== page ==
Returning the vote-by-mail ballots
Voters will receive an official ballot in the mail to the registered address or the mailing address they requested. Any vote-by-mail ballot must be placed into the certification envelope provided. The certification on the envelope must be completed and signed and the envelope must be sealed.
Using a 55-cent first-class stamp will be adequate to send both the application and the ballot through the mail via U.S. Postal Service (USPS). However, the USPS has said that underpaid vote-by-mail materials will not be returned to the sender for additional postage and they will not be detained or treated as unpaid mail. Postage will be collected from the election office.
Mailed ballots must be postmarked no later than Election Day, Nov. 3, and they must be received within 14 days of the election.
Ballots can be returned to an election authority in person, at a location such as the county clerk’s office, during business hours. Election authorities will permit voters to return ballots in person until the close of polls on Election Day.
SB1863 also allows election authorities to accept any vote-by-mail ballots at secure collection sites, such as a drop-off box. The sites must be collected and processed at the end of each business day.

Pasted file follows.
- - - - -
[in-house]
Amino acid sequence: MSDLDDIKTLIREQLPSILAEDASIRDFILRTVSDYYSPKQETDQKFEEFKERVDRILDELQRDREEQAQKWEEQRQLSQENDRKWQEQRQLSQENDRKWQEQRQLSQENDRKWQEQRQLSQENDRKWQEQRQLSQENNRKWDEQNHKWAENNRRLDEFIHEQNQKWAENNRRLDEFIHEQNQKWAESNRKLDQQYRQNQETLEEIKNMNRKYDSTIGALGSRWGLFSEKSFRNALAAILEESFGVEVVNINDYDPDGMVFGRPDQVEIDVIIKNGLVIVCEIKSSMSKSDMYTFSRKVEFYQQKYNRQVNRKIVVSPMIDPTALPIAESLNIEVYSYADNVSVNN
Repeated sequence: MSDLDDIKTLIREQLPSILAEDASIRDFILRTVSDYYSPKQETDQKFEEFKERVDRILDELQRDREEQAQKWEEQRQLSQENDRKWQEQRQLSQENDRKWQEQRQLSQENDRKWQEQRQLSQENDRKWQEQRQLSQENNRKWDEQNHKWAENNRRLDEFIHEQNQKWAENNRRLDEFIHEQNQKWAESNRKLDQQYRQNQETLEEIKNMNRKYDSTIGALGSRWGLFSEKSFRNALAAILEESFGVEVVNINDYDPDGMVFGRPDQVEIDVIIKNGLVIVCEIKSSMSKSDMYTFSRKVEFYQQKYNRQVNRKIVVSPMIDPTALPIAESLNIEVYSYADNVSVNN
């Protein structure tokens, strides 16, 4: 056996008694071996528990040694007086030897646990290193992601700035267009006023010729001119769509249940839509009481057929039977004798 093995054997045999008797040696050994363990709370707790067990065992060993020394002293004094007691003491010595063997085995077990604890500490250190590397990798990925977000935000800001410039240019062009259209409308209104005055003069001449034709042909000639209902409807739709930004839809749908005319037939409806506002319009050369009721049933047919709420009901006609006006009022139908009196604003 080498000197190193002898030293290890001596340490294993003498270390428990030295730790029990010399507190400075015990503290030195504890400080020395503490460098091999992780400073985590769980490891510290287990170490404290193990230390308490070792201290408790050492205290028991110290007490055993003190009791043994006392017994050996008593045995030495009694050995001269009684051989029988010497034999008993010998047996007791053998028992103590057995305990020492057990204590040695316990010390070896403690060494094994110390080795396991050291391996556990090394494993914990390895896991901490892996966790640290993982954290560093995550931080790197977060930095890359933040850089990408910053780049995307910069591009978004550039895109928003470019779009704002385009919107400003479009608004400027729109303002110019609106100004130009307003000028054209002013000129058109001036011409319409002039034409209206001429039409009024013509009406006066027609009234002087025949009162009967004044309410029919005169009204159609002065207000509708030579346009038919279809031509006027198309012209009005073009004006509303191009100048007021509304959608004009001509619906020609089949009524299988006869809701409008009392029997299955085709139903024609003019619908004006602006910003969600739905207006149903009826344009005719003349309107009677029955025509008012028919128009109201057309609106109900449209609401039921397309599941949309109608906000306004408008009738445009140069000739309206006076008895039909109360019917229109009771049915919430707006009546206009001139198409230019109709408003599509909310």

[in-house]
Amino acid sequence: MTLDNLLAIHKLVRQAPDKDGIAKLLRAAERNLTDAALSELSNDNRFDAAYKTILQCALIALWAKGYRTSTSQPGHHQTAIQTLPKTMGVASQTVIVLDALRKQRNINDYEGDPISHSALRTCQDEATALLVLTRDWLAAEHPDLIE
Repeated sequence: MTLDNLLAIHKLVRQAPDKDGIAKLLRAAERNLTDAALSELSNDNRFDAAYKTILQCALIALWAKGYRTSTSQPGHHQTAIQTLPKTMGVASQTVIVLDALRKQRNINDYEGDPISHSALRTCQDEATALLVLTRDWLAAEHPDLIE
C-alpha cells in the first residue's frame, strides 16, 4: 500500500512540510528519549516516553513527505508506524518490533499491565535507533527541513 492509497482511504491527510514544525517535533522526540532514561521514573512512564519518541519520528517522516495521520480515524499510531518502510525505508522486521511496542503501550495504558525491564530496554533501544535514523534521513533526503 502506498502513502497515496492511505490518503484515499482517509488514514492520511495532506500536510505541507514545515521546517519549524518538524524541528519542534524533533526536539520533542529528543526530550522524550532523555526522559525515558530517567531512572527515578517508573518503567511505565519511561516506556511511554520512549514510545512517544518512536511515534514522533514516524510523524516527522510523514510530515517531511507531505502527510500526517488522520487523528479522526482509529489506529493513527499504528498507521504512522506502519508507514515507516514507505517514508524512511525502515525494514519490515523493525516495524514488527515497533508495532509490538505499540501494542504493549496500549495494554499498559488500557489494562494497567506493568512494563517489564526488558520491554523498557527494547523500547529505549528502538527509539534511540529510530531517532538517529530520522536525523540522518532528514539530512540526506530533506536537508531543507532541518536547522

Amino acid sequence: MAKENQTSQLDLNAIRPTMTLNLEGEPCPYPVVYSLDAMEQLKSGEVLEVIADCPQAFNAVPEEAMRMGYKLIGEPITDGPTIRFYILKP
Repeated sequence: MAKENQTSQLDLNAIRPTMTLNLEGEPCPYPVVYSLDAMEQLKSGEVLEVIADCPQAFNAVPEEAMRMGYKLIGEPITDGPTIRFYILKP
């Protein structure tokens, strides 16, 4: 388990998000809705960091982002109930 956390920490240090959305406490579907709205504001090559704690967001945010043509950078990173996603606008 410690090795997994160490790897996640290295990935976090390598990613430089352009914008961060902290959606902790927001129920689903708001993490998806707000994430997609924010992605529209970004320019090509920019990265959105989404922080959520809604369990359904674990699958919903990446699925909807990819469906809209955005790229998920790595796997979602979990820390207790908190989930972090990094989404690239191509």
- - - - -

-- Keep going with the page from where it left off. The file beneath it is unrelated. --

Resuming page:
McHenry County’s secure collection site is located at the County Administration Building at 667 Ware Road in Woodstock. La Salle County’s is located outside the east entrance of the La Salle County Governmental Center, 707 E. Etna Road in Ottawa.
DeKalb County Clerk Doug Johnson said he has reservations about the ballot drop boxes.
“I have concerns about the security, cost, location and logistics of it,” Johnson said. “I worry about someone who has lighter fluid and a match when they go to drop their ballot off. Some counties have their boxes cemented into the ground, they have a 24-hour camera and signage. There’s a lot to think of outside of convenience, and I’m still thinking about it.”
Election ballot rejection
A vote-by-mail ballot may only be rejected by a vote of all three election judges if: the signature on the certification envelope and verification signature do not match or if there is no signature, the ballot envelope was delivered opened, the voter has already cast a ballot, the voter voted in person on Election Day or the voter is not a duly registered voter in the precinct. If the ballot is rejected, the election authority will notify the voter within two days after rejection or within one day if rejection occurs after Election Day.